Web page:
Accomplished leaders are like master craftsmen: their first principles are best practices, the felt wisdom of experience and reflection.
Take Benjamin Franklin. In his Autobiography, he describes 13 precepts for self-improvement he coined as a young man. They include Resolution (“Resolve to perform what you ought; perform without fail what you resolve”), Industry, (“Lose no time; be always employ’d in something useful; cut off all unnecessary actions”), and Order (“Let all your things have their places; let each part of your business have its time”).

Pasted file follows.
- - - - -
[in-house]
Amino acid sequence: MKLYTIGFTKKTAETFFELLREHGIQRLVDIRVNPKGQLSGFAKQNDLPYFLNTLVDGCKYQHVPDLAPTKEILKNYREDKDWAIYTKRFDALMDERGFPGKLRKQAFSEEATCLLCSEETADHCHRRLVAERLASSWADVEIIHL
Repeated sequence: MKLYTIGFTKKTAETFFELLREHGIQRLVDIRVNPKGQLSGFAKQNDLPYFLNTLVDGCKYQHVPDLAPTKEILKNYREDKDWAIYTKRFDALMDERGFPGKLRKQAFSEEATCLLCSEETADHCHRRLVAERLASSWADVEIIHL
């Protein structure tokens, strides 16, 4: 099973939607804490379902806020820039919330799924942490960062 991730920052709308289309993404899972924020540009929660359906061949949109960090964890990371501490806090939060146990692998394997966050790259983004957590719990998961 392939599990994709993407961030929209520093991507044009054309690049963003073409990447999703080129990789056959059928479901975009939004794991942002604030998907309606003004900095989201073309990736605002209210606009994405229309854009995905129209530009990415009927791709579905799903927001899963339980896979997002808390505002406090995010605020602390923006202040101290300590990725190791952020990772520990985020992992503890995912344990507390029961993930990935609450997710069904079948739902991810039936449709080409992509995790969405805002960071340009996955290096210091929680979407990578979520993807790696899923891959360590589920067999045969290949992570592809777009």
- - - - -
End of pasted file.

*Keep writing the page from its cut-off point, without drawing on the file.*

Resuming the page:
When the penniless printer from Philadelphia became one of the leading men in America, his admirers understood the enormous benefit his example could provide. “[Y]ou yourself framed a plan by which you became considerable,” observed one, who implored Franklin to share it in hopes of “aiding all happiness, both public and domestic.”